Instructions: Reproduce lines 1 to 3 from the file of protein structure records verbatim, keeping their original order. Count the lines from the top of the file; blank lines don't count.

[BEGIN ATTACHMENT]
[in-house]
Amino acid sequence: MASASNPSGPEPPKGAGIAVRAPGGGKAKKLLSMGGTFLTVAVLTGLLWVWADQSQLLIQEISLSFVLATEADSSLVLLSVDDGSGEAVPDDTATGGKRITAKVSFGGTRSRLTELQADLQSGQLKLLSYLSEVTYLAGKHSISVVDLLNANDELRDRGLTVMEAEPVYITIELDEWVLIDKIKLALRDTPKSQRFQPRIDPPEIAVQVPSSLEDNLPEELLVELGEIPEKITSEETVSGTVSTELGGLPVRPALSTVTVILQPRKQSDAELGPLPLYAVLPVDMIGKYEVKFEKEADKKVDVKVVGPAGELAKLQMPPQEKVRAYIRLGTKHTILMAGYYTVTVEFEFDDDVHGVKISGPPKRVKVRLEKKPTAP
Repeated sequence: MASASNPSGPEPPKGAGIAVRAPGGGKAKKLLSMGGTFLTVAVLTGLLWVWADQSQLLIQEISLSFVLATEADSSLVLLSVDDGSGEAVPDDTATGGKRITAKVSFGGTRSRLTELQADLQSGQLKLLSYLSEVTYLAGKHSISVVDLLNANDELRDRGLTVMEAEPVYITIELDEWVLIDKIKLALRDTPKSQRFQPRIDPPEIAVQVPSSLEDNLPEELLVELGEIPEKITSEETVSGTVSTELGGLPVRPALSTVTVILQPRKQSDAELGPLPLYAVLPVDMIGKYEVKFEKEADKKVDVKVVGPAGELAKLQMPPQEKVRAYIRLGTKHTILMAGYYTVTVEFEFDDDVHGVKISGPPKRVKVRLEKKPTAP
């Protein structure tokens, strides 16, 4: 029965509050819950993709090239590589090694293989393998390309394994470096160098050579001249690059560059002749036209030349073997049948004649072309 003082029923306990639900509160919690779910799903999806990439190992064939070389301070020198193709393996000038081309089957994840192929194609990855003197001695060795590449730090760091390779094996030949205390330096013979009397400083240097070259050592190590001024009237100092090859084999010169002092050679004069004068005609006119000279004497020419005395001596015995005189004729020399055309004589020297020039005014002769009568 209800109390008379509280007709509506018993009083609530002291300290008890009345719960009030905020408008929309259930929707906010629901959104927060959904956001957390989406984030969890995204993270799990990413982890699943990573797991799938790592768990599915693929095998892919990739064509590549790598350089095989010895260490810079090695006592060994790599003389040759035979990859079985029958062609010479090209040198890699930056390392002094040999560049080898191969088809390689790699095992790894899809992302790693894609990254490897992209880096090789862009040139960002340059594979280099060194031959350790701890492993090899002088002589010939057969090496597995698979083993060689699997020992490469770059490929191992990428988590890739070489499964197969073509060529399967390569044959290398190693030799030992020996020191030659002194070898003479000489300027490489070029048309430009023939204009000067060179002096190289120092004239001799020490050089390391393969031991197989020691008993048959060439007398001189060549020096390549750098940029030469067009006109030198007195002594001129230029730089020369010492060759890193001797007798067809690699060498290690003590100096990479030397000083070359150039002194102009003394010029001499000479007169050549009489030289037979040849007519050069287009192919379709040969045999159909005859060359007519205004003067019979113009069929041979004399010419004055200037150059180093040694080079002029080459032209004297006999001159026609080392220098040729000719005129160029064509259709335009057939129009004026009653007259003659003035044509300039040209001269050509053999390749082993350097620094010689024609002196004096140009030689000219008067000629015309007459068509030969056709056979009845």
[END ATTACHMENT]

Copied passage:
[in-house]
Amino acid sequence: MASASNPSGPEPPKGAGIAVRAPGGGKAKKLLSMGGTFLTVAVLTGLLWVWADQSQLLIQEISLSFVLATEADSSLVLLSVDDGSGEAVPDDTATGGKRITAKVSFGGTRSRLTELQADLQSGQLKLLSYLSEVTYLAGKHSISVVDLLNANDELRDRGLTVMEAEPVYITIELDEWVLIDKIKLALRDTPKSQRFQPRIDPPEIAVQVPSSLEDNLPEELLVELGEIPEKITSEETVSGTVSTELGGLPVRPALSTVTVILQPRKQSDAELGPLPLYAVLPVDMIGKYEVKFEKEADKKVDVKVVGPAGELAKLQMPPQEKVRAYIRLGTKHTILMAGYYTVTVEFEFDDDVHGVKISGPPKRVKVRLEKKPTAP
Repeated sequence: MASASNPSGPEPPKGAGIAVRAPGGGKAKKLLSMGGTFLTVAVLTGLLWVWADQSQLLIQEISLSFVLATEADSSLVLLSVDDGSGEAVPDDTATGGKRITAKVSFGGTRSRLTELQADLQSGQLKLLSYLSEVTYLAGKHSISVVDLLNANDELRDRGLTVMEAEPVYITIELDEWVLIDKIKLALRDTPKSQRFQPRIDPPEIAVQVPSSLEDNLPEELLVELGEIPEKITSEETVSGTVSTELGGLPVRPALSTVTVILQPRKQSDAELGPLPLYAVLPVDMIGKYEVKFEKEADKKVDVKVVGPAGELAKLQMPPQEKVRAYIRLGTKHTILMAGYYTVTVEFEFDDDVHGVKISGPPKRVKVRLEKKPTAP